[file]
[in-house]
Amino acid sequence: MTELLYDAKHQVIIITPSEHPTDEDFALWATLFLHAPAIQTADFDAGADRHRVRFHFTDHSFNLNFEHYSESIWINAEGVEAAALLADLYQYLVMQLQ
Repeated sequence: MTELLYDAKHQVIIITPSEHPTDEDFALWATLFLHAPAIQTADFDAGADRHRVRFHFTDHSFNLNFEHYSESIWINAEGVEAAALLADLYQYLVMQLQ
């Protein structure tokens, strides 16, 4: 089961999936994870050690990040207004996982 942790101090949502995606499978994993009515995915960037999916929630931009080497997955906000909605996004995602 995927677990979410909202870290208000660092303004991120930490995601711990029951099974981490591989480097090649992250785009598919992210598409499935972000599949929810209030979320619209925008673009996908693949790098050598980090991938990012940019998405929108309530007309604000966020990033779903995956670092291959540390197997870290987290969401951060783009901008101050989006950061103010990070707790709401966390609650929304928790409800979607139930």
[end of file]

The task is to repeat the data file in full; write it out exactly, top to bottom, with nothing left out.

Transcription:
[in-house]
Amino acid sequence: MTELLYDAKHQVIIITPSEHPTDEDFALWATLFLHAPAIQTADFDAGADRHRVRFHFTDHSFNLNFEHYSESIWINAEGVEAAALLADLYQYLVMQLQ
Repeated sequence: MTELLYDAKHQVIIITPSEHPTDEDFALWATLFLHAPAIQTADFDAGADRHRVRFHFTDHSFNLNFEHYSESIWINAEGVEAAALLADLYQYLVMQLQ
């Protein structure tokens, strides 16, 4: 089961999936994870050690990040207004996982 942790101090949502995606499978994993009515995915960037999916929630931009080497997955906000909605996004995602 995927677990979410909202870290208000660092303004991120930490995601711990029951099974981490591989480097090649992250785009598919992210598409499935972000599949929810209030979320619209925008673009996908693949790098050598980090991938990012940019998405929108309530007309604000966020990033779903995956670092291959540390197997870290987290969401951060783009901008101050989006950061103010990070707790709401966390609650929304928790409800979607139930």